Dialysis must be done three times per week to both purify the blood and remove excess liquid.
Diabetes frequently causes complications in kidney function. These complications compromise the kidneys’ filtration system, requiring the use of one of two techniques to purify the blood:
• peritoneal dialysis
In both cases, the treatment disrupts people’s lives due to its frequency and the time required. Adapting to this new lifestyle is often difficult at the beginning of treatment, but most people can expect to benefit from an acceptable quality of life for many years.
The choice between the two forms of treatment depends on several factors: medical, personal and social. Most people are free to choose their preferred method.
Hemodialysis requires adhering to a fixed schedule and living close to a dialysis centre. Even if you can receive treatment outside the centre, this option can make travelling complicated. However, this option offers more freedom between dialysis sessions.
Peritoneal dialysis requires self-care, but you only need a medical visit once a month. However, it is important to organize your schedule at home and at work to accommodate your treatments. Peritoneal dialysis demands a strict aseptic technique, because any contamination can cause intra-abdominal infections.
Hemodialysis (cleaning the blood) uses a dialyzer (artificial kidney) to purify the blood of people suffering from severe renal (kidney) failure.
The treatment usually takes 4 hours. Dialysis must be done three times per week to both purify the blood and remove excess liquid. Hemodialysis treatment does not cure kidney disease; it acts as a substitute kidney. Therefore, it must continue indefinitely, unless you get a kidney transplant.
During treatment, you may eat, drink, read, watch TV or sleep. After dialysis, you will feel tired for a few hours.
The dialysis machine consists of a filter in which your blood circulates. The blood is mixed with a liquid called dialysate. The exchange between the two fluids (blood and dialysate) lets the blood eliminate certain substances (urea, creatinine, potassium, etc.) that were not filtered out by your impaired kidneys. A system of tubing returns the blood to your body.
In order for your blood to move from the filter and then back to your body, a tubing system and access to your blood vessels are required. Most of the time, access is achieved by joining an artery to a vein in your arm to make a bigger vessel, called a fistula. This causes the pressure in the artery to be transmitted to the vein, which will then expand.
Thereafter, at each treatment, a needle is inserted in the vein to allow the blood to flow through the tubes into the filter. Another needle is inserted to allow the blood to flow back into your body. The needles are removed at the end of each treatment run.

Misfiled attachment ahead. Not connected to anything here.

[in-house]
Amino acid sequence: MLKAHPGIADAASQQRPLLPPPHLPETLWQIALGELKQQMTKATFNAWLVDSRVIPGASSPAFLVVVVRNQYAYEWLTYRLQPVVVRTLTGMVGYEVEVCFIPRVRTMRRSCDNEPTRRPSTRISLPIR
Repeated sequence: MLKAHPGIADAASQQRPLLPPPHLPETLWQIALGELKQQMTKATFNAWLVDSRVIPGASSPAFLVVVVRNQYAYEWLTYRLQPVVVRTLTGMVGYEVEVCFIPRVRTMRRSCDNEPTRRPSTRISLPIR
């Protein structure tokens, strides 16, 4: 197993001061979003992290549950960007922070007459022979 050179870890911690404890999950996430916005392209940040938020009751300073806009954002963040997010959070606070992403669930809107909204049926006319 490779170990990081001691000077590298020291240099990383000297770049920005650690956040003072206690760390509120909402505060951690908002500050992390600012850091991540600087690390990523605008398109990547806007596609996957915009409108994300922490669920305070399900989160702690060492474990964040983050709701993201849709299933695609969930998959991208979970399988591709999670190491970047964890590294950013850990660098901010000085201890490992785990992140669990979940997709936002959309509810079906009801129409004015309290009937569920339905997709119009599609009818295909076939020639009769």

Sometimes it is not possible to perform dialysis through a fistula. In that case, a catheter must be inserted into a large vein in your neck, which allows access to your blood. Since these catheters can become infected, it is preferable, whenever possible, to gain access via an arm.
Peritoneal dialysis is another way to purify the blood. The principle behind this treatment method is to use the peritoneal membrane (the membrane surrounding the abdominal organs) as a filter. A small tube (catheter) is inserted into your abdomen, with one end extending outside the body.
Through this tube, a liquid (usually 2 litres) resembling the dialysate used in hemodialysis is infused into the abdominal cavity, exposing the blood vessels in the peritoneum to the fluid. The peritoneum functions like the artificial membrane in a dialyzer. Excess water and waste (urea, creatinine, potassium, etc.) pass from the blood through the peritoneum into the dialysis fluid. Usually, the liquid is left in the abdomen for 4 hours and is then drained away using the catheter.
If you choose this form of treatment, you must do it four times per day, 7 days per week. You can remove the excess liquid by changing the concentrations of glucose in the liquid, which attracts the water by osmosis. It usually takes 30-45 minutes to drain the fluid and infuse two new litres.
Many diabetics who use this method of dialysis put their insulin in the dialysate so they no longer have to inject insulin subcutaneously. There are other forms of peritoneal dialysis that are done overnight, for 10 to 12 hours, but they require more complex equipment.
A specialized dialysis support team
A support team consisting of a nephrologist, dietitian, nurse, pharmacist and social worker can advise and support you in the choice of treatment to replace your kidney function.
These health care professionals will help you treat your kidney disease and slow the progression of complications from kidney failure.
Research and text: Diabetes Québec Team of Health Care Professionals, June 2014
Adapted from: Houde M., M.D., Nephrologist, Hôpital Maisonneuve-Rosemont, “Diabète and dialyse rénale,” Plein Soleil, (Autumn 2000), Diabetes Québec